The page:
Editorial Roundup: West Virginia

Charleston Gazette-Mail. April 30, 2024.

Editorial: A look at the upcoming congressional primaries

The primary election for the U.S. Senate in West Virginia has been a long-anticipated one. And it’s only picked up more heat since Sen. Joe Manchin, D-W.Va., the state’s only congressional Democrat and a vital vote for the first two years of the Biden administration, announced late last year that he wouldn’t seek another term.

On the Republican side, Gov. Jim Justice and Rep. Alex Mooney, R-W.Va., have both filed to run for Manchin’s seat, along with Bryan Bird, Zane Lawhorn, Don Lindsay, Bryan McKinney and Janet McNulty. It’s a crowded field, but, make no mistake, it comes down to Justice vs. Mooney.

Mooney filed to run for the Senate just a week after winning another two-year term in the House of Representatives in November 2022. Justice teased his announcement, pondering whether to enter the race during his remote public briefings as governor, before finally announcing his run on his 72nd birthday a little more than a year ago.

Both of these candidates come with a lot of baggage. The consistent knock on Mooney has been his nonpresence in his district outside of election cycles. He’s also the subject of two congressional ethics investigations, which allege that he used campaign money for personal gain, accepted gifts like luxury vacations from supporters and used his congressional staff as personal valets for himself and his family. He’s also been accused of tampering with witnesses and evidence in the congressional investigation. Mooney has denied all of the accusations.

Justice has been something of a part-time governor for eight years, and has the equivalent of a red-flag factory around his finances. The man once thought to be worth $1.3 billion is facing hundreds of millions of dollars in unpaid debts, court settlements, legal fees and fines. A company helicopter was recently seized by a bank as a way to make good on a multi-million dollar loan, and several properties owned by Justice or his businesses have been auctioned off because of unpaid taxes.

But Justice does appear to have the backing of disgraced former president Donald Trump, who is still very popular in West Virginia. Mooney rode Trump’s approval to election wins in Congress, but he does not have Trump’s backing this time. So, Mooney is hammering Justice on his financial woes, hoping it will give him a foothold in the race. Justice is popular, and past polls have shown him clobbering Mooney.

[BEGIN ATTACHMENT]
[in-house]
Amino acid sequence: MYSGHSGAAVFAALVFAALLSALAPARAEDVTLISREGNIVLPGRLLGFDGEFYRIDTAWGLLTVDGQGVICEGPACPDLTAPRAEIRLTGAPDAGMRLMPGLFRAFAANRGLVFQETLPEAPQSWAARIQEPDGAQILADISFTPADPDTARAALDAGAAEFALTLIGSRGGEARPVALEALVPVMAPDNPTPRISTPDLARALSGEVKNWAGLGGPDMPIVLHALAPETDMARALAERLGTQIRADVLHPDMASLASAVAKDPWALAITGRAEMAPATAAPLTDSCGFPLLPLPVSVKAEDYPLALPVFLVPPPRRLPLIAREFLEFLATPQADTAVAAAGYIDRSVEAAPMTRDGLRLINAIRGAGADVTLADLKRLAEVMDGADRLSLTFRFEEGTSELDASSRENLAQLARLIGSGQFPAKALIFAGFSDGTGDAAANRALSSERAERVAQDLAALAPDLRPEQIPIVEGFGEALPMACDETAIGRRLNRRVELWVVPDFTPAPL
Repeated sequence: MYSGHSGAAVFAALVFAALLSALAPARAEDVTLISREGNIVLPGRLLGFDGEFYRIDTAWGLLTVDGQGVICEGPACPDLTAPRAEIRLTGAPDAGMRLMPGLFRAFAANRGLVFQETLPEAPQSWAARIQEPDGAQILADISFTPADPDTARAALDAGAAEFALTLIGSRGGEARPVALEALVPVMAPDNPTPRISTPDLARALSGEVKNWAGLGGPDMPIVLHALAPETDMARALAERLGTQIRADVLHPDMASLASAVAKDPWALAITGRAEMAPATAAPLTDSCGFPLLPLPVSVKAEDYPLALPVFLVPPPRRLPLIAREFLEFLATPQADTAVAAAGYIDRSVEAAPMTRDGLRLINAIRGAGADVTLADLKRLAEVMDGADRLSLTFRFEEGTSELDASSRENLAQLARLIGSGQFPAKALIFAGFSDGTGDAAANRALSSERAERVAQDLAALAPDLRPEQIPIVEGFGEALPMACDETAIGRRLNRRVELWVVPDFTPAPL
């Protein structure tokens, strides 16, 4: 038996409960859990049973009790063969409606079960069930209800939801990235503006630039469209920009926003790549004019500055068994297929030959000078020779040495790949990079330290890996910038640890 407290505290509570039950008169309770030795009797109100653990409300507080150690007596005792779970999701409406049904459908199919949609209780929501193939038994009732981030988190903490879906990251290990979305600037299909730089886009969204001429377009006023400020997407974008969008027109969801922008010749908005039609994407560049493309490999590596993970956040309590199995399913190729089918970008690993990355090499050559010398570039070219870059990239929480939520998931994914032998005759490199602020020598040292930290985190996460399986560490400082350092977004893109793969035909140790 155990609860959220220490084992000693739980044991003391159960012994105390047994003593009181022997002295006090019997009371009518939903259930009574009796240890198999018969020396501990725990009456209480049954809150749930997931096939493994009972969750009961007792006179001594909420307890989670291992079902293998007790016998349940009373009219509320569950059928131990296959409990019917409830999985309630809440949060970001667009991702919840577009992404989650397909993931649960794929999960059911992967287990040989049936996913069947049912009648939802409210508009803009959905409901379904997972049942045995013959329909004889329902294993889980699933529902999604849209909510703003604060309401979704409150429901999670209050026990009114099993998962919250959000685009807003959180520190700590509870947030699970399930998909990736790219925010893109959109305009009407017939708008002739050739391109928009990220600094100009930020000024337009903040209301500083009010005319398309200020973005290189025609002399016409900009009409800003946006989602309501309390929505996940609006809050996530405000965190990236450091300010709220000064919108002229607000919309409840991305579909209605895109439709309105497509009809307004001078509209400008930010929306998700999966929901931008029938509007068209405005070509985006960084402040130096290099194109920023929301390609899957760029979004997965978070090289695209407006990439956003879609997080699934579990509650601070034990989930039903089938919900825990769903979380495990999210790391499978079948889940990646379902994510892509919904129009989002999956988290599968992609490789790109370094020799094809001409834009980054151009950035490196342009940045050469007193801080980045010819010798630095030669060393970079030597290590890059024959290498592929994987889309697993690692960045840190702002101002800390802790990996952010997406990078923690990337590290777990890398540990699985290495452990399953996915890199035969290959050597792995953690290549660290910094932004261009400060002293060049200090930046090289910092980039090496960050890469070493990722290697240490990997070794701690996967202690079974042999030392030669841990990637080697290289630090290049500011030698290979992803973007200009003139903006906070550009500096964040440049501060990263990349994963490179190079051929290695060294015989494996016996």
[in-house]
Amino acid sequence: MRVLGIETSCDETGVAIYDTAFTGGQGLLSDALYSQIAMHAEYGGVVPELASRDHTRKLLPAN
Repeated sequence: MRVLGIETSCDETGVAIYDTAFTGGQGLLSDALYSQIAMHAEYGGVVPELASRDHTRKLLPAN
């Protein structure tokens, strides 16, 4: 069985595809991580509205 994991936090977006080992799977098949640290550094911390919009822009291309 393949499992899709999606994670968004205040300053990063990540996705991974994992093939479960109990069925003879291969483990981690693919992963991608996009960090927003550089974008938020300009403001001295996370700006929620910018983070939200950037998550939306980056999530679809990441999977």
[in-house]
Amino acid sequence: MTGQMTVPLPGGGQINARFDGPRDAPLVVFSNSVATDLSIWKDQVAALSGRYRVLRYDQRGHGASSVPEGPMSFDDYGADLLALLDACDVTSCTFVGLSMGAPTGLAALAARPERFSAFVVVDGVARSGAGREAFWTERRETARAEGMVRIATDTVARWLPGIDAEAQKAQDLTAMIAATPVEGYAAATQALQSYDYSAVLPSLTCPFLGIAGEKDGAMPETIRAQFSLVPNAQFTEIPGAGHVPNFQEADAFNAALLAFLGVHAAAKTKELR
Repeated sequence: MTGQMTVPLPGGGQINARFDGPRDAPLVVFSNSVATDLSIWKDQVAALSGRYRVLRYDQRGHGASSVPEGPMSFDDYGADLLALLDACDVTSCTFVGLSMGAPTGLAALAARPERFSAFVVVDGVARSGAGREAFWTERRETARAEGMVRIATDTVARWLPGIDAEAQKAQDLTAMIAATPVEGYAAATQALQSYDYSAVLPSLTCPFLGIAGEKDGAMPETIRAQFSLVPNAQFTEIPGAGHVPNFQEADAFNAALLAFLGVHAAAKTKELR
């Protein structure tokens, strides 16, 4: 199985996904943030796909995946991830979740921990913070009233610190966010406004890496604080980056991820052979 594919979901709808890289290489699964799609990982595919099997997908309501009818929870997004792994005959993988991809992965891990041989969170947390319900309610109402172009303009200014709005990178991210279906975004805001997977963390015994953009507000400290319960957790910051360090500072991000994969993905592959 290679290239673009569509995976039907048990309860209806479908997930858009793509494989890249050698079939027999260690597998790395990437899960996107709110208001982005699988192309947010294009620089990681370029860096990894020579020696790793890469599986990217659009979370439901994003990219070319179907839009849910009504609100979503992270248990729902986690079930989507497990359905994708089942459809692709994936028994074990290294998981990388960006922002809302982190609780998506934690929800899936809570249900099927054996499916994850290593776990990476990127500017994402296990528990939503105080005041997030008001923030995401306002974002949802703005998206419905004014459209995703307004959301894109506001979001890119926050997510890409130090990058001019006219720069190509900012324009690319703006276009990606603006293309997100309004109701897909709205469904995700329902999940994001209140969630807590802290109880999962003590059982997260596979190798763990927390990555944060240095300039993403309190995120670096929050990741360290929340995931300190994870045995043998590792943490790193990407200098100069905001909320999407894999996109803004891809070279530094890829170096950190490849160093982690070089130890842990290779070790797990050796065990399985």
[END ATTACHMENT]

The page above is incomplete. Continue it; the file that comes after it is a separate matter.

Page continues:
On the Democratic side, there’s Wheeling Mayor Glen Elliott and Marine Corps veteran Zach Shrewsbury. Elliott secured Manchin’s endorsement last week, which should help him on May 14.

Disgraced ex-coal industry executive Don Blankenship also is running as a Democrat for the Senate nomination, though, as one recent op-ed in the Gazette-Mail by Robert Rupp put it, Blankenship’s campaign is one of political nihilism.

Blankenship spent a year in federal prison after a misdemeanor conviction for his involvement in the 2010 Upper Big Branch mine disaster — an explosion that killed 29 miners. He’s been obsessed with cleansing his name ever since, and has used campaigns for public office to try and do so. He ran unsuccessfully for U.S. Senate as a Republican in 2018, then ran unsuccessfully for president of the United States as a member of the Constitution Party in 2020.

Drawing significantly less attention this year are the races for the U.S. House. Long-serving incumbent Rep. Carol Miller, R-W.Va., has one opponent, Derrick Evans of Wayne County, in the 1st District race. Evans is best known for having resigned his seat before he ever served a day in the Legislature, after he live-streamed himself participating in the Jan. 6, 2021, breach of the U.S. Capitol. Ironically, Miller, who had to be evacuated with her congressional colleagues for her safety, voted against certifying Electoral College votes for the presidency, helping fuel Trump’s persistent claims that led to the riot in the first place.

Evans pleaded guilty to a federal charge of civil disorder and spent three months in prison. He appeared conciliatory before the court and admitted his wrongdoings, proclaiming his profound sorrow for his actions. However, before his sentence began, Evans went back to peddling conspiracy theories and describing himself as a “peaceful protester” and a victim, which is a baseless and patently false claim.

In yet another irony, because Evans is a convicted felon, he is ineligible to run for state or county office in West Virginia, but he’s free to run for Congress.

There are two Democrats also seeking the 1st District nomination, political newcomers Chris Bob Reed, of Charleston, and Jim Umberger, of Lewisburg.

In the 2nd District, there’s a crowded Republican field that includes West Virginia Treasurer Riley Moore, who spurred the creation of school vouchers in the state and also stated that West Virginia wouldn’t do business with financial institutions or energy companies that invest in clean and renewable energy.

His opponents include Joseph Early, of Bridgeport, Dennis “Nate” Cain, of Hedgesville, Alexander Gaaserud, of Parkersburg, and Chris “Mookie” Walker, of Martinsburg. There is only one Democrat in the race, Steve Wendelin, of Lost River, who will automatically advance to the general election in November.


The Herald-Dispatch. April 25, 2024.

Editorial: It’s long past time for Don Blankenship to leave public life